Young People Evaluate Morals: OK vs 'Dumb'
By Father John Flynn, LC
ROME, 14 OCT. 2011 (ZENIT)
A couple of recent books provide interesting insights into the current state of religion in the United States and what we can expect from those coming into adulthood.
The first, "FutureCast: What Today's Trends Mean for Tomorrow's World," (Barna Books) is by George Barna, a prolific author who founded the Barna Research Group. Based on numerous surveys of public opinion, the book looks at where society is today on a range of social issues.
Three of the book's chapters look at religious beliefs and practices. Religious self-identification has remained very stable, with 84% calling themselves Christians in 1991, compared to 85% in 2010. Nevertheless, Barna observed that many embrace the title without backing it up in practice.
For example, only 45% strongly believe the the Bible is totally accurate in all of the principles it teaches. This declines to only 30% for those born from 1984 onwards. Only 34% of the adult public believe that there is any absolute moral truth, with barely 3% holding this among those born in 1984 and later.
Barna also noted that among adults associated with a Christian church only half affirm that they are absolutely committed to the Christian faith.
One of the recent changes in religious identity is the growth in those who describe themselves as spiritual but not religious. About a quarter of adults profess this and for those under 30, it is the norm. The phrase can mean many things, but Barna commented that it usually reflects a general indifference towards church programs, events and traditions.
This is reflected in the fact that only 17% believe that their faith in God is meant to be primarily developed through involvement in a local church. In spite of this the level of weekly church attendance has remained in the 40%-45% range during the last 20 years.
The seeming constancy conceals major changes in church membership. The older Protestant churches, referred to as mainline churches, are now more like sideline churches as they continue to decline. The Protestant churches that are doing well are those that are evangelical or Pentecostal.
There is also a growth in alternative church forms. House churches, where small groups of people gather in a home, are starting to catch on in the United States. Other forms include what Barna termed cyberchurches, gatherings via the Internet.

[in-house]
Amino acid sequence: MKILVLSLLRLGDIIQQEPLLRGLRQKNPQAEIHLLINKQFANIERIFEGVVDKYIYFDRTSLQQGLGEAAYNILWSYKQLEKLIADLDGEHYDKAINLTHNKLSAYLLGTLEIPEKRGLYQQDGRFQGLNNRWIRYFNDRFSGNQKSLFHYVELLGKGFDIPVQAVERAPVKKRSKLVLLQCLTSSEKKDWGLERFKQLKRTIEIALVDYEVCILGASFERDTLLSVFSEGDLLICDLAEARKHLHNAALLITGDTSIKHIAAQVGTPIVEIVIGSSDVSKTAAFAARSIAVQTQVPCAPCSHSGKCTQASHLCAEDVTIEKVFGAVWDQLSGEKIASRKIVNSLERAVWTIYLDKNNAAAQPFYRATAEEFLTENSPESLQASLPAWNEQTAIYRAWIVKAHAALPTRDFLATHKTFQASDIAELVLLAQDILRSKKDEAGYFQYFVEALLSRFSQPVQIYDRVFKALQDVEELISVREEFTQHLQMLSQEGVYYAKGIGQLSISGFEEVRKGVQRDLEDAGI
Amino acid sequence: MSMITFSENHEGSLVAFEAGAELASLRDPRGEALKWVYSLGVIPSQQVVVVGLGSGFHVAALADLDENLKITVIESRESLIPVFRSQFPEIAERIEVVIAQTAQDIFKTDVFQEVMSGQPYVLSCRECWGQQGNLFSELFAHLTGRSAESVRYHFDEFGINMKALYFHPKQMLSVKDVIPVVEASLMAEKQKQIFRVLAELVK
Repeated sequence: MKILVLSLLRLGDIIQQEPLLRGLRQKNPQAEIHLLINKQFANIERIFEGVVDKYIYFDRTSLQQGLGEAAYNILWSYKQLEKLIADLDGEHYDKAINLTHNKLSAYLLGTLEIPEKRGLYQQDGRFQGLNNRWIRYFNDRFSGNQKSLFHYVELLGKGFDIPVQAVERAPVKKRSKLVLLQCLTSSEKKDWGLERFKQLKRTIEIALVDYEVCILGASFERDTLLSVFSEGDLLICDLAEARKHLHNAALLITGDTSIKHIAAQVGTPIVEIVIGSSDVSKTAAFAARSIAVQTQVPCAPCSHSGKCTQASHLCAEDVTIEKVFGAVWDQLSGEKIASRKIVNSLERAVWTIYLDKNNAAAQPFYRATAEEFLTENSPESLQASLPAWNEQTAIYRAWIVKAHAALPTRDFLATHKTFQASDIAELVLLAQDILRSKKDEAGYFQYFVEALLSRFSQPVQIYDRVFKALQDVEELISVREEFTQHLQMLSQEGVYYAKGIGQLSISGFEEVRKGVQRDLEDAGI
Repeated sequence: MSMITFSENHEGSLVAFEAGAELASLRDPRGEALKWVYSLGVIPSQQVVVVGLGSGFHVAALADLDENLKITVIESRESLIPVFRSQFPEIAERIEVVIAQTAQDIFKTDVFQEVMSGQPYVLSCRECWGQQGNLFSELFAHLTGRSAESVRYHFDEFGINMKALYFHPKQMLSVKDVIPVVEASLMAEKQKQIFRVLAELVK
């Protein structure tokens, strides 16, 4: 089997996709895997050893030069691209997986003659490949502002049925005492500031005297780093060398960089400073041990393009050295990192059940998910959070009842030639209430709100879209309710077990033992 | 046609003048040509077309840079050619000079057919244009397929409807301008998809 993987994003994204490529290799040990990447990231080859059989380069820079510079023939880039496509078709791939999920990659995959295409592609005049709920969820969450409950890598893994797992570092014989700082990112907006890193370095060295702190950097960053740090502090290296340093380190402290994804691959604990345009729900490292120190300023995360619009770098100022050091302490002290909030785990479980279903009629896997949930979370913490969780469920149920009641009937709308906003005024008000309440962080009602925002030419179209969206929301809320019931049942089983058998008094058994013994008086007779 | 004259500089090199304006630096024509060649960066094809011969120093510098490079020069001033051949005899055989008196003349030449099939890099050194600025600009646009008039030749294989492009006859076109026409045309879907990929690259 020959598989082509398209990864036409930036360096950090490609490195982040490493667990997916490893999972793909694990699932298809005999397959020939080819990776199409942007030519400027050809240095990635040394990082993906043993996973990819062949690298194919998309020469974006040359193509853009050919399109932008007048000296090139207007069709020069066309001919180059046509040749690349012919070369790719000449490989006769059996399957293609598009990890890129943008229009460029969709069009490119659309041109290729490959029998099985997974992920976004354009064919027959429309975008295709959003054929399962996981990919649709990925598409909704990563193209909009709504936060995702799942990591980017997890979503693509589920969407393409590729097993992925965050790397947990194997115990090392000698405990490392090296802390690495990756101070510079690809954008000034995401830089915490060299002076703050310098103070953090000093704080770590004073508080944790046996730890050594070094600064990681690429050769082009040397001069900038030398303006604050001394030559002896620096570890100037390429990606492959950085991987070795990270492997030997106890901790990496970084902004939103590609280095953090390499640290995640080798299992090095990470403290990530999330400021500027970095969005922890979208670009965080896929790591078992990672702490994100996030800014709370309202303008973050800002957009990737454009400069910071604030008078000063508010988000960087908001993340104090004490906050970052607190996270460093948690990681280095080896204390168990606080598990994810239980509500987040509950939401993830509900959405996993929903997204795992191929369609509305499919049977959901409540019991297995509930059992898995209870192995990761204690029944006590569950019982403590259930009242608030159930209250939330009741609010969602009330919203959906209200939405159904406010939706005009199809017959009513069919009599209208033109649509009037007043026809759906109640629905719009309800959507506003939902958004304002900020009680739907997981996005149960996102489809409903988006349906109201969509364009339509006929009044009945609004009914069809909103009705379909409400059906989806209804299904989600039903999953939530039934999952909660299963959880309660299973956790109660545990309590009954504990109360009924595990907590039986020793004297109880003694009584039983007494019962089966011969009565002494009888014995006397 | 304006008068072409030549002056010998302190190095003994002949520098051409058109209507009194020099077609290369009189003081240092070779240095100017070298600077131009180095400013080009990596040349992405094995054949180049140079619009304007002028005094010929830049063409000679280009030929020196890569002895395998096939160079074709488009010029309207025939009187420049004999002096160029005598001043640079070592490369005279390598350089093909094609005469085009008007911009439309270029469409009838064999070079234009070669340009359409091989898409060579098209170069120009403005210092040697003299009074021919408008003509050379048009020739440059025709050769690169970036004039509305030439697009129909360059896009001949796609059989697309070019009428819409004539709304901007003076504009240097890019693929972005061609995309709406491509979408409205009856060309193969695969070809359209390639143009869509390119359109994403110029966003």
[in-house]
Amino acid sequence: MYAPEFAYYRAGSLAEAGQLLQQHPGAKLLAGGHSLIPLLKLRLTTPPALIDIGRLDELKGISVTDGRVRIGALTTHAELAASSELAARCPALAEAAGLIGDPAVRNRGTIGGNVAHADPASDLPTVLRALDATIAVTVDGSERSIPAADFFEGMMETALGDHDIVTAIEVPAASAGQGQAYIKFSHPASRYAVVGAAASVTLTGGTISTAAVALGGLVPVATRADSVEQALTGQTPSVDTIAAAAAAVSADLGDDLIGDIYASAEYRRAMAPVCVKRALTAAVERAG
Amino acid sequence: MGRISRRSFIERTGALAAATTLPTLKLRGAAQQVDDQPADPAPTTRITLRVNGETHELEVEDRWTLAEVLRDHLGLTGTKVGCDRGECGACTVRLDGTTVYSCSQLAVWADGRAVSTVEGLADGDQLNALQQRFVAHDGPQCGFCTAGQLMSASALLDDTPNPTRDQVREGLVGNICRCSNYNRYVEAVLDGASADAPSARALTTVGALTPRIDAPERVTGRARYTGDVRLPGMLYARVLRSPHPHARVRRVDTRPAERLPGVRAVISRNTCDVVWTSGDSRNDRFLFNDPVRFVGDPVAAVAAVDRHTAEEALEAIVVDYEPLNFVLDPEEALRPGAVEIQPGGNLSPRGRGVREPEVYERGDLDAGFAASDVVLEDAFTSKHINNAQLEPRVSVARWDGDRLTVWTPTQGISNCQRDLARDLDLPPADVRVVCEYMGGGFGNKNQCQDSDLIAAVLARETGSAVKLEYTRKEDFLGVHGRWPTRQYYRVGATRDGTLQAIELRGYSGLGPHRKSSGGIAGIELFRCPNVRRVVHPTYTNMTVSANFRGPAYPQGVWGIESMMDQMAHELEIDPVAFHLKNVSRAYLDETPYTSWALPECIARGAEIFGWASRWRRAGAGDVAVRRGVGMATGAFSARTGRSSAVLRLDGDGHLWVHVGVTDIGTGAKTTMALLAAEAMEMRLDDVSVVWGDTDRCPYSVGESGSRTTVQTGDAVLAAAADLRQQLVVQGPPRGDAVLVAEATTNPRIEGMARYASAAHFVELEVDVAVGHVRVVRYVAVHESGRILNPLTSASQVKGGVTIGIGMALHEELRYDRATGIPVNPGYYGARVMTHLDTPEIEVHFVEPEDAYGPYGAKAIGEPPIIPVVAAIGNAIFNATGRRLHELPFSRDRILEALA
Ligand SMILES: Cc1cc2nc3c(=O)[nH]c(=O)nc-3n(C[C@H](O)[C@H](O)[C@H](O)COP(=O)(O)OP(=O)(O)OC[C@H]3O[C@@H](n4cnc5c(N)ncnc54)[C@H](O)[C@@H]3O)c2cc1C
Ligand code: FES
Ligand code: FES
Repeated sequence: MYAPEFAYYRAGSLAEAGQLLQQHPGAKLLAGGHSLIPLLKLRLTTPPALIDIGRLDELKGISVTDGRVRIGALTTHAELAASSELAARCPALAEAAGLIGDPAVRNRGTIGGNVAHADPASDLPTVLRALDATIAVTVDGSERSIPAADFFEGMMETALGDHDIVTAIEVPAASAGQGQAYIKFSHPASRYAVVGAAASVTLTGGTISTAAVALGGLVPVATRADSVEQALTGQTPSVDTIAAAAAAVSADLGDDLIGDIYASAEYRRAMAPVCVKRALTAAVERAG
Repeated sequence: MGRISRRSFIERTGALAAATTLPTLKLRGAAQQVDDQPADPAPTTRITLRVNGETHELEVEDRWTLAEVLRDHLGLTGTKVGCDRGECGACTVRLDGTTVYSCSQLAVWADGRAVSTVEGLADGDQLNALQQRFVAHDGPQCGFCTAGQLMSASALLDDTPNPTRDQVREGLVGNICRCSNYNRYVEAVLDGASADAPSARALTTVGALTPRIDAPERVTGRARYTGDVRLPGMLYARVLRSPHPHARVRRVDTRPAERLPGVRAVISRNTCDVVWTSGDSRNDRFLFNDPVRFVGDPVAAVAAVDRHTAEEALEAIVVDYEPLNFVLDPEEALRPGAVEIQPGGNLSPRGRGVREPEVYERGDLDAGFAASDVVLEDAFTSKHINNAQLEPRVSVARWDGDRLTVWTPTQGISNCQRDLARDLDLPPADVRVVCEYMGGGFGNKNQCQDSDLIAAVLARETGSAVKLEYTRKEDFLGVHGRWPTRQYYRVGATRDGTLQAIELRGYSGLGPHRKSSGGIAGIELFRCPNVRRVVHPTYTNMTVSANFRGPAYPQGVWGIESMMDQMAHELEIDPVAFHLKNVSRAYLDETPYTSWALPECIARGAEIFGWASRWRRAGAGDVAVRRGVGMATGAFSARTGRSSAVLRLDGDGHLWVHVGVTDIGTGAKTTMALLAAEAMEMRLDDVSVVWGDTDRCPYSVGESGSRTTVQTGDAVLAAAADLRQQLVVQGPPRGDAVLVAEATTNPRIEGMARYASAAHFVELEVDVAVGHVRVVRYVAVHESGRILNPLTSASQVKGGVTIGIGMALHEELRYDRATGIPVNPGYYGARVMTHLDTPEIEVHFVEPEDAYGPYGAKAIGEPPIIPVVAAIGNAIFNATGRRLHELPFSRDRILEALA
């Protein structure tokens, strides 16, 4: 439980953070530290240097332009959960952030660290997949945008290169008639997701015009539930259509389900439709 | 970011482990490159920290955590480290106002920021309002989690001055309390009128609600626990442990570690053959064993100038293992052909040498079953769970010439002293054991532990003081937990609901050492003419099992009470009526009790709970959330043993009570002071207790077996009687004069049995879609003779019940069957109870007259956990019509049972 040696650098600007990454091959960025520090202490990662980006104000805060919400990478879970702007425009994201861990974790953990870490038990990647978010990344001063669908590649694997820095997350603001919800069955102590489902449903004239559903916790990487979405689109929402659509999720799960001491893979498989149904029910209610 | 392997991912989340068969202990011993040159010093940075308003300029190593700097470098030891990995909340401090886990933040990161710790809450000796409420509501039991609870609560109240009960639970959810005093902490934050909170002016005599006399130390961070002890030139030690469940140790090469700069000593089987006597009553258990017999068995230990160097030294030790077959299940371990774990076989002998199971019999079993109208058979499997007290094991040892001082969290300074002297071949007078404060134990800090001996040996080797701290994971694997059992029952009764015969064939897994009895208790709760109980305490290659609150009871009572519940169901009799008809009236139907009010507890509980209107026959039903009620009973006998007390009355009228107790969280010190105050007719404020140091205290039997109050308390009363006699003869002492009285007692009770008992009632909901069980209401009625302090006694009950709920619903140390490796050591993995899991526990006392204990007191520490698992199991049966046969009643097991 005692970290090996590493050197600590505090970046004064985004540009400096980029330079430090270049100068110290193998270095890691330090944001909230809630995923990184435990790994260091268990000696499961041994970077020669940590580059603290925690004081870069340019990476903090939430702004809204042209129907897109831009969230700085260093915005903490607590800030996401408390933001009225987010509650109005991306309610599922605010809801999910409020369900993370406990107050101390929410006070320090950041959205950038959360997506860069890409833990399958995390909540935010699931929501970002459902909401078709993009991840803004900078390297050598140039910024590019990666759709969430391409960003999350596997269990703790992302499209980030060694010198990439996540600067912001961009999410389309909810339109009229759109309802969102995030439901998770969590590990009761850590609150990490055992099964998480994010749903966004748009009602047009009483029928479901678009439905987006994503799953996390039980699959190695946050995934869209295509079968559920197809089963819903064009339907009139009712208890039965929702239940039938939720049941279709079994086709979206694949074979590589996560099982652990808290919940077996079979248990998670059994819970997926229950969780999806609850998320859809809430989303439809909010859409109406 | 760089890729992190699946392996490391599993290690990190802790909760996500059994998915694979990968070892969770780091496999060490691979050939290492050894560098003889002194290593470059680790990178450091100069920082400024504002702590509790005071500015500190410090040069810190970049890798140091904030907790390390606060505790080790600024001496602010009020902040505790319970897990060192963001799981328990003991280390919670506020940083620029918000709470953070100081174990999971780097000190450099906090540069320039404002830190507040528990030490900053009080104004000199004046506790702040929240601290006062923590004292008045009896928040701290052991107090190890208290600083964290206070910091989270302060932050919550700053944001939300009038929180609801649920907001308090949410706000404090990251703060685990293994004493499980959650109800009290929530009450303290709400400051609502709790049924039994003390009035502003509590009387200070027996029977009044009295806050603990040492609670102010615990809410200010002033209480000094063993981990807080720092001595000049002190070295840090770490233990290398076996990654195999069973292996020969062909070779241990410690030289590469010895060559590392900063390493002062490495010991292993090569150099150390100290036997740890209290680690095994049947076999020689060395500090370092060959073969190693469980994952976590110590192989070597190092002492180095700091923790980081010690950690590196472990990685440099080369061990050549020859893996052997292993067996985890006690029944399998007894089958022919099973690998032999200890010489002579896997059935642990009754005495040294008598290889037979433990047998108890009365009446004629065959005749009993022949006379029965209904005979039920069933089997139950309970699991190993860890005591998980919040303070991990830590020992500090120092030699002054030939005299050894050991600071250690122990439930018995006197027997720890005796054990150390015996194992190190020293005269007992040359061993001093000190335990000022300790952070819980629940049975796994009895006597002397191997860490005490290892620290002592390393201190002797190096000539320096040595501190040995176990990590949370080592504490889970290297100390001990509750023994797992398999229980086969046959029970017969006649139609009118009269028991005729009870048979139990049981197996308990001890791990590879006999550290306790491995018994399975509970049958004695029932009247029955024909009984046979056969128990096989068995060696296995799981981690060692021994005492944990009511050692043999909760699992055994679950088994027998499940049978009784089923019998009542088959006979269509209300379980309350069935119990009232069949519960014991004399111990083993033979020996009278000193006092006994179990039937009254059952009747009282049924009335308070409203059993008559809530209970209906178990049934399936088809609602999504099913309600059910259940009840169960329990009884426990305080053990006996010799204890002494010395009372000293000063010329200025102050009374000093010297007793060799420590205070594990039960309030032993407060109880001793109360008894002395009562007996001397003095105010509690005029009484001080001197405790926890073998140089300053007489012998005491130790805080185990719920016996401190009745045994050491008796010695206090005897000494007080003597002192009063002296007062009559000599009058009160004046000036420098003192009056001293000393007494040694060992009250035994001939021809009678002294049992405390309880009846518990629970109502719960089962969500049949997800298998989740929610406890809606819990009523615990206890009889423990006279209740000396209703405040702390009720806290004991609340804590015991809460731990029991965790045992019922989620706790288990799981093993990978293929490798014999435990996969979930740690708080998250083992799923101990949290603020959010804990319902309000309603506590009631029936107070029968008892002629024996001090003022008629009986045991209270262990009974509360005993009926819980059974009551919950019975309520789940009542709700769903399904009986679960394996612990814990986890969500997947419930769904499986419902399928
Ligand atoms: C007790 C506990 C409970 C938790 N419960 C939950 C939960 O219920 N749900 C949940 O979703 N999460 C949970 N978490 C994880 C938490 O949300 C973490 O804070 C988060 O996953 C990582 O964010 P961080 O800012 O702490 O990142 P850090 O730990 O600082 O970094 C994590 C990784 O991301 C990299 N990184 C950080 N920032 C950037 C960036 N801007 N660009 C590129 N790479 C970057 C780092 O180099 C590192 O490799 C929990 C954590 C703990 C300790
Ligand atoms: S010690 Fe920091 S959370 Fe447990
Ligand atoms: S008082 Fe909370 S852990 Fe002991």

It has also become common for Americans to switch churches. The Catholic Church is the biggest loser here, having lost a number equivalent to 10% of all adults in the country, a loss, however, made up for by the influx of Latin American Catholics to the United States.
Barna also found that it is not so much doctrinal factors that motivate people to change churches. These days the reasons are much more subjective, focused on personalities, convenience, and the potential for relationships and experiences.
The second book focuses on a narrower group of persons. Christian Smith, a professor of sociology at the University of Notre Dame, along with a number of colleagues, conducted in-depth interviews with a broad range of people in the age range of 18-23.
They termed these people "emerging adults" and in their book "Lost in Transition: The Dark Side of Emerging Adulthood," (Oxford University Press) the sociologists recounted their findings.
First, though, they listed a series of factors that have played a crucial role in shaping these young people.
— The dramatic growth in higher education which means that for many education extends well into the 20s.
— The pushing back of the age of marriage, leading to unprecedented freedom for around a decade after finishing high school.
— Economic changes that make it more difficult for young people to find stable, well-paying jobs.
— The willingness of parents to financially support their children well into their 20s.